(British, 1946– )
Born in Glasgow, Kelman left school at 15 and after labouring jobs and a stint as a bus conductor, entered the University of Strathclyde at the age of 28. His writing derives from both a Scottish and a European tradition, and has been compared to that of Zola, Dostoevsky, and Kafka for its portrayal of people in socially alienated situations. His characters tend to be working class, but in A Disaffection (1989) the central character is Patrick, a teacher. Patrick wants to leave teaching because he no longer believes in conventional education. His life is further complicated by his unrequited love for a fellow teacher, Alison. How Late It Was, How Late, which won the Booker Prize in 1994, depicts the attempts of Sammy to come to terms with the blindness which has overcome him as the result of a beating in a police cell. He has also lost his girlfriend and the work he was trying to fix up with a friend. From this unpromising material, Kelman makes a paean to the survival of the human spirit. Kelman is an uncompromising writer, whose work ranges between political rage and a tender lyricism, between social realism, surrealism, and a kind of dark burlesque. For virtuosity, try the short stories in Greyhound for Breakfast (1987).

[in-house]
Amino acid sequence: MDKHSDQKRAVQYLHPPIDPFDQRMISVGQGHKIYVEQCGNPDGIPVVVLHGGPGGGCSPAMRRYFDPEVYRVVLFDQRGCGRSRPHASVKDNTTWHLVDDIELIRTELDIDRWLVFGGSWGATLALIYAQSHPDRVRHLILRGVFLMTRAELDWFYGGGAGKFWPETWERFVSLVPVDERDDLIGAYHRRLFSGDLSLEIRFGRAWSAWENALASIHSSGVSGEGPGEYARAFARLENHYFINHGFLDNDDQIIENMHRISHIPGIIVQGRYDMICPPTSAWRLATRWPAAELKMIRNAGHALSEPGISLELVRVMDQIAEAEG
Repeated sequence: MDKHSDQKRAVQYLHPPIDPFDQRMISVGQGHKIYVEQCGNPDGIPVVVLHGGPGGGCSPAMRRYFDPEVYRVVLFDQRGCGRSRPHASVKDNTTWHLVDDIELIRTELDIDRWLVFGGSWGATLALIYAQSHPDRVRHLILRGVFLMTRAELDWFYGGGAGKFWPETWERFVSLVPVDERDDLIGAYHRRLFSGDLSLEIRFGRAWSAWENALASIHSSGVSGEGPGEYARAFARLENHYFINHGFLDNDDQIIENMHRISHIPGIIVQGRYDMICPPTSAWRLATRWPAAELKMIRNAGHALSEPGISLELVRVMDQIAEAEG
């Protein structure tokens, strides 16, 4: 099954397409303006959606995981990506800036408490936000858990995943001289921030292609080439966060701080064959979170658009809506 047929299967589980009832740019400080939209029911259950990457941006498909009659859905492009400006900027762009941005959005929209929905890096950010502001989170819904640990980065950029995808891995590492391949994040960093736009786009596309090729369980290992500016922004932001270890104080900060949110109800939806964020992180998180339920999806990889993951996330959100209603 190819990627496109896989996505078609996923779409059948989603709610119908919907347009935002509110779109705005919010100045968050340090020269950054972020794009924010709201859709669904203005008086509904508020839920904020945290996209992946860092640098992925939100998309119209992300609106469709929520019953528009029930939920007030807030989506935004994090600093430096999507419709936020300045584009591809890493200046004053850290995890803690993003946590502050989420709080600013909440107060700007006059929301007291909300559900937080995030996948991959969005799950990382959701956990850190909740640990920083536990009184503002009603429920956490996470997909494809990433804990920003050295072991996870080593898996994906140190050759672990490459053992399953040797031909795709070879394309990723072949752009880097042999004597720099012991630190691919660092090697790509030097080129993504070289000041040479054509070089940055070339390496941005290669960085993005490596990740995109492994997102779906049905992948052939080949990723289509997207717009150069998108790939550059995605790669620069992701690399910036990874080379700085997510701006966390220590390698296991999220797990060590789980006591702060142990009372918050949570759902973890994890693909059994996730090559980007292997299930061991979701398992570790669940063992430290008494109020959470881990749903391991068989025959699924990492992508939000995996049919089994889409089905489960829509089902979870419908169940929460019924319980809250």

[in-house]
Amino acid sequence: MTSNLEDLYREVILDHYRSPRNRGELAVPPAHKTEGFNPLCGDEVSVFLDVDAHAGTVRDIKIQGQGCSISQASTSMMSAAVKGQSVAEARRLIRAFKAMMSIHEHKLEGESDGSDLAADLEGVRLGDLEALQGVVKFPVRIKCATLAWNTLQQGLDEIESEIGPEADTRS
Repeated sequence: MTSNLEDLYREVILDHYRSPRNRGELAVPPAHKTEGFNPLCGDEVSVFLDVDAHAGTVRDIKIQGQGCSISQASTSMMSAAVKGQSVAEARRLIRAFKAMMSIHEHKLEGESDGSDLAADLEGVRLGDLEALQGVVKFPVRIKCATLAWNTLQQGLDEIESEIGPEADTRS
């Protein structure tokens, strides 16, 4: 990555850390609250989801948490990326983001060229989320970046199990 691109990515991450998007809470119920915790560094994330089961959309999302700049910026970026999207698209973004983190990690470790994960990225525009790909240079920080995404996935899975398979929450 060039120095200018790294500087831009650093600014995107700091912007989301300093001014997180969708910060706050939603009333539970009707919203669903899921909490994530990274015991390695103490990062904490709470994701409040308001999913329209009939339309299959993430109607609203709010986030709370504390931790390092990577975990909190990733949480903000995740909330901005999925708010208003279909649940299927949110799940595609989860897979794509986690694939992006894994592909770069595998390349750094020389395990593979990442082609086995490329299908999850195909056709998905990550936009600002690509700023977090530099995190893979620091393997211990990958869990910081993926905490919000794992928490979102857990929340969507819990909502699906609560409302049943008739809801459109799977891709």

Samuel Beckett, Alasdair Gray, Franz Kafka. See SHORT STORIES LM